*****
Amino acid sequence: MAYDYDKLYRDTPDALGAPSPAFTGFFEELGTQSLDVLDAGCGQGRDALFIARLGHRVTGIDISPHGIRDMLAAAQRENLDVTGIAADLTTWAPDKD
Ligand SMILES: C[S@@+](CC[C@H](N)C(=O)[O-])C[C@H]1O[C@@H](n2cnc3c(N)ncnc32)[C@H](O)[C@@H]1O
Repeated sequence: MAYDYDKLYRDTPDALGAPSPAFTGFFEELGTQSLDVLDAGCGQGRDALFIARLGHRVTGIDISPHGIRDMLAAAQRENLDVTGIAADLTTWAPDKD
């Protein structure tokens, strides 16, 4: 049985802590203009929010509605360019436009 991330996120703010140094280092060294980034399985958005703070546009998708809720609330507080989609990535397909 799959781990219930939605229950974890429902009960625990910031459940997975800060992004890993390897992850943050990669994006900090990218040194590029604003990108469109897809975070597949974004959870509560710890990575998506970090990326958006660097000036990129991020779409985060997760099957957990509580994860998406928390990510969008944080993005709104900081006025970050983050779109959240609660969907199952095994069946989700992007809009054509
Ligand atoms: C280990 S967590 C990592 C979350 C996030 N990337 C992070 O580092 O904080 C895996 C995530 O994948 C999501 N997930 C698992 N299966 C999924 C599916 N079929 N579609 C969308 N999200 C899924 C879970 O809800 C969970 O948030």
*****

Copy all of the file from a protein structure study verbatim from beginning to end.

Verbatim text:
Amino acid sequence: MAYDYDKLYRDTPDALGAPSPAFTGFFEELGTQSLDVLDAGCGQGRDALFIARLGHRVTGIDISPHGIRDMLAAAQRENLDVTGIAADLTTWAPDKD
Ligand SMILES: C[S@@+](CC[C@H](N)C(=O)[O-])C[C@H]1O[C@@H](n2cnc3c(N)ncnc32)[C@H](O)[C@@H]1O
Repeated sequence: MAYDYDKLYRDTPDALGAPSPAFTGFFEELGTQSLDVLDAGCGQGRDALFIARLGHRVTGIDISPHGIRDMLAAAQRENLDVTGIAADLTTWAPDKD
């Protein structure tokens, strides 16, 4: 049985802590203009929010509605360019436009 991330996120703010140094280092060294980034399985958005703070546009998708809720609330507080989609990535397909 799959781990219930939605229950974890429902009960625990910031459940997975800060992004890993390897992850943050990669994006900090990218040194590029604003990108469109897809975070597949974004959870509560710890990575998506970090990326958006660097000036990129991020779409985060997760099957957990509580994860998406928390990510969008944080993005709104900081006025970050983050779109959240609660969907199952095994069946989700992007809009054509
Ligand atoms: C280990 S967590 C990592 C979350 C996030 N990337 C992070 O580092 O904080 C895996 C995530 O994948 C999501 N997930 C698992 N299966 C999924 C599916 N079929 N579609 C969308 N999200 C899924 C879970 O809800 C969970 O948030």